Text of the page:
Critical analysis of a woman’s choice the gendered risks of voluntary euthanasia and physician-assisted suicide

Document Type:Research Paper

Subject Area:Law

Document 1

D. candidate at the University of Sydney. Published in 2007, the article delves on “euthanasia and Physician-assisted suicide debate”. The article raises several concerns on the debates favoring instituting assisted death. Among the concerns raised in the article include the risks of suicide normalization, coercion, and non-voluntary euthanasia, and fallibility of the medical diagnosis among others. As such, the author answers the question; “Is it logical to institutionalize end-of-life decisions before addressing the women’s gender risk on euthanasia and physician-assisted suicide”? The author acknowledges the importance of women who have, historically, struggled to make independent choices concerning their lives and bodies. For example, women have found it difficult to get equitable justice in their family and marriage life, financial autonomy, liberty to make decisions about their body and freedom from violence at home and workplace.

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The argument is that the fact that “women show a strong preference for euthanasia, which is a more structured and passive method of assisted death”, suggests that they could be exhibiting their unique reasons for assisted suicide different from their male counterparts. She also highlights the present studies that suggest that men are more susceptible to assisted suicide than women. In fact, if disproportionate numbers of women were deciding to go for euthanasia and assisted suicide then it would suggest that women are more susceptible than their male counterparts, for the former have less autonomy than the latter. 3 In other words, the author could be interpreted to suggest that for a legislative agenda to have the desired positive impact on women on the equal measure, these underlying forces such as violence against women, inequalities on socio-economic grounds, and oppressive cultural stereotypes idealizing sacrifices associated with female reinforcing the gender prejudice.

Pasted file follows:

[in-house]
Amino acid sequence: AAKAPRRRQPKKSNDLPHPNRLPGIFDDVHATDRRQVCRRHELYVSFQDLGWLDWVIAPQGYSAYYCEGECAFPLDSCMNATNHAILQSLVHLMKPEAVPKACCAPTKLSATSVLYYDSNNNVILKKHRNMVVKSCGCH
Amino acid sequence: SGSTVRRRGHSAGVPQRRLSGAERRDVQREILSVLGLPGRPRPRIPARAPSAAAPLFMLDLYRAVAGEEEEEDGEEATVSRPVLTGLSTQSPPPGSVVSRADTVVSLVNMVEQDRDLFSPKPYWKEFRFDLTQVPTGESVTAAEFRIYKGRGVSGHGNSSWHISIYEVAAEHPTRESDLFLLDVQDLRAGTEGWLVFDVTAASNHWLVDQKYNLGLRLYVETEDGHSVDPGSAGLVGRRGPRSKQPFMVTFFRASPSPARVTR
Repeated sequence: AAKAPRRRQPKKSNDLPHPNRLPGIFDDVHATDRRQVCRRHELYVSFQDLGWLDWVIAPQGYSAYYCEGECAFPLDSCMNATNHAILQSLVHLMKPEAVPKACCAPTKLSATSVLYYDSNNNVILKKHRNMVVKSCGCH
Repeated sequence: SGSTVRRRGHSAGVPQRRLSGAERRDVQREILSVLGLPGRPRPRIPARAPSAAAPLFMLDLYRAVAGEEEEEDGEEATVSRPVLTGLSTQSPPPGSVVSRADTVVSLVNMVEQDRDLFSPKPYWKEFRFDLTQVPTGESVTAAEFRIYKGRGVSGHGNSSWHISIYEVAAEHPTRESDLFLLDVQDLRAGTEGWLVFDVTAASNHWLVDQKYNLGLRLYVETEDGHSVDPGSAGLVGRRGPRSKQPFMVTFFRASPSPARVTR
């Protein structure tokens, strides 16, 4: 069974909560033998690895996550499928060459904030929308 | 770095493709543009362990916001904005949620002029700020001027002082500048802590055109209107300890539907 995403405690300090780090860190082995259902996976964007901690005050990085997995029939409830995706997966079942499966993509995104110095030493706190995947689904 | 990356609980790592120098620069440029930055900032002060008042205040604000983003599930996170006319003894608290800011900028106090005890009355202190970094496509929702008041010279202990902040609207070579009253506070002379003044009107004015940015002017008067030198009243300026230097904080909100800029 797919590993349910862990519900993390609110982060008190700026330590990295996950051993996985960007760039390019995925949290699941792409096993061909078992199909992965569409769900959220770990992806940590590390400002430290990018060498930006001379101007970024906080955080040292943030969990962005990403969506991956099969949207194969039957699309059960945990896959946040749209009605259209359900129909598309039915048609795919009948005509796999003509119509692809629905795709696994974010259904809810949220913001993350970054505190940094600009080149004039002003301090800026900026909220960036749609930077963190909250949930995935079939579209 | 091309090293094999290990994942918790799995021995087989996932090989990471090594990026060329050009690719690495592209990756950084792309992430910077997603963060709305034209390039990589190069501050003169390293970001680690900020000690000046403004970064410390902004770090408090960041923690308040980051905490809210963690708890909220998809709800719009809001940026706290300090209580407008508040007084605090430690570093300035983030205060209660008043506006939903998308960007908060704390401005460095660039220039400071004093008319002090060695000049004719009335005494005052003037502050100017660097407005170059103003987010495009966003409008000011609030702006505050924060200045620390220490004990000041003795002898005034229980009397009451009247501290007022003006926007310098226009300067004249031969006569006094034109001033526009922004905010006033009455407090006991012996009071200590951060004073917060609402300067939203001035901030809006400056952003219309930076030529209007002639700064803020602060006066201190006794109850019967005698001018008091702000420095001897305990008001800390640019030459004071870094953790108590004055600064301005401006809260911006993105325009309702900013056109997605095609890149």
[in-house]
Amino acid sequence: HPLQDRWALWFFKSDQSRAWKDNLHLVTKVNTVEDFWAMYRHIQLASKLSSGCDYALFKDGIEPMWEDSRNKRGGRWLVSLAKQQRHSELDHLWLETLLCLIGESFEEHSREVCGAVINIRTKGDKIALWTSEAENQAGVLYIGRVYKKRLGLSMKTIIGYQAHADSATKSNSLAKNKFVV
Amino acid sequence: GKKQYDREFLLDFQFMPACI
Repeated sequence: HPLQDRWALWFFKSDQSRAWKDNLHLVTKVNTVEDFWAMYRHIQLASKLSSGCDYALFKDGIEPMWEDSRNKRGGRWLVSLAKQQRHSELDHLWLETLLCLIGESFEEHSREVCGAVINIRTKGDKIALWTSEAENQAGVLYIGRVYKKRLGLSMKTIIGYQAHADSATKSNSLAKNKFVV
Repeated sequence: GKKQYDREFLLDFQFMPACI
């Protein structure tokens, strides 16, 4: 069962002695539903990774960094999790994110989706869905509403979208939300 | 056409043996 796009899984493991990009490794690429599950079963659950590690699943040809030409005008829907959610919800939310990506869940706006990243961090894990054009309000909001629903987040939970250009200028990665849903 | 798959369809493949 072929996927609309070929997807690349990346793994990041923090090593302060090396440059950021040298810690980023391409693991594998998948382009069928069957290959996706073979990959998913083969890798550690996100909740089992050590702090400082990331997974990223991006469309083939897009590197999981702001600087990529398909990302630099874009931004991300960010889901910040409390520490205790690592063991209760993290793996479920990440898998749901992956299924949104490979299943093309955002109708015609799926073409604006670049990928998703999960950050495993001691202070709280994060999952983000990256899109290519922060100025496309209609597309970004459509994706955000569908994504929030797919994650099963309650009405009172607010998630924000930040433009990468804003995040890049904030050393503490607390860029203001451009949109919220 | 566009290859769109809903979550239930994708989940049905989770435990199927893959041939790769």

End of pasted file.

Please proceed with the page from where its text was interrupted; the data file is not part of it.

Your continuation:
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The author explores possible reasons why women would decide to go for assisted death, going deeper to dismiss some explanations as lacking evidence. The reasons include: I. Women being over-concerned about self-determination in death, pointing to their longstanding challenges with regards to making choices about their lives and bodies; II. Women’s life expectancy is longer than their male counterparts, hence more prone to age-related complications such as disabilities. Second, there is empirical evidence that women’s life expectancy is higher than that of men, which means they are likely to suffer more diseases particularly the age-related complications, disability, and isolation than their male counterparts. The fact that women live longer supports the argument that they are likely to ask for assisted suicide in the old age to relieve them and their loved ones the pain of being taken care of.